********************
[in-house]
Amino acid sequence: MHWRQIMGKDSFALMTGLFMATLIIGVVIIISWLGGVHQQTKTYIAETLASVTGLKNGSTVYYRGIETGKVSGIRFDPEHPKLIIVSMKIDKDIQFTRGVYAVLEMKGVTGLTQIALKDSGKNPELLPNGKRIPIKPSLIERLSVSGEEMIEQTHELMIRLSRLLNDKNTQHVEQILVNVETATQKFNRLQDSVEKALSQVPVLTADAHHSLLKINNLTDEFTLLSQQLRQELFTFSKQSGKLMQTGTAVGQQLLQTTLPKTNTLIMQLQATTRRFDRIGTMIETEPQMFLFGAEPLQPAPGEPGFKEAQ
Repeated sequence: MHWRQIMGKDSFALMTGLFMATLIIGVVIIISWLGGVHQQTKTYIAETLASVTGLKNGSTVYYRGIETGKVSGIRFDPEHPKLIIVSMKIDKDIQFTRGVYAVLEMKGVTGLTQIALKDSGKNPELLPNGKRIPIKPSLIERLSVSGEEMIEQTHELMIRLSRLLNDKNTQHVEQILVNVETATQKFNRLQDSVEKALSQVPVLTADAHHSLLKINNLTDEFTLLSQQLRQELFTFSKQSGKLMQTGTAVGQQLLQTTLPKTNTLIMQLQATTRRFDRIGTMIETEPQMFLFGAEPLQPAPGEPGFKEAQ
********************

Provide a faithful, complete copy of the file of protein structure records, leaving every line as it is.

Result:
[in-house]
Amino acid sequence: MHWRQIMGKDSFALMTGLFMATLIIGVVIIISWLGGVHQQTKTYIAETLASVTGLKNGSTVYYRGIETGKVSGIRFDPEHPKLIIVSMKIDKDIQFTRGVYAVLEMKGVTGLTQIALKDSGKNPELLPNGKRIPIKPSLIERLSVSGEEMIEQTHELMIRLSRLLNDKNTQHVEQILVNVETATQKFNRLQDSVEKALSQVPVLTADAHHSLLKINNLTDEFTLLSQQLRQELFTFSKQSGKLMQTGTAVGQQLLQTTLPKTNTLIMQLQATTRRFDRIGTMIETEPQMFLFGAEPLQPAPGEPGFKEAQ
Repeated sequence: MHWRQIMGKDSFALMTGLFMATLIIGVVIIISWLGGVHQQTKTYIAETLASVTGLKNGSTVYYRGIETGKVSGIRFDPEHPKLIIVSMKIDKDIQFTRGVYAVLEMKGVTGLTQIALKDSGKNPELLPNGKRIPIKPSLIERLSVSGEEMIEQTHELMIRLSRLLNDKNTQHVEQILVNVETATQKFNRLQDSVEKALSQVPVLTADAHHSLLKINNLTDEFTLLSQQLRQELFTFSKQSGKLMQTGTAVGQQLLQTTLPKTNTLIMQLQATTRRFDRIGTMIETEPQMFLFGAEPLQPAPGEPGFKEAQ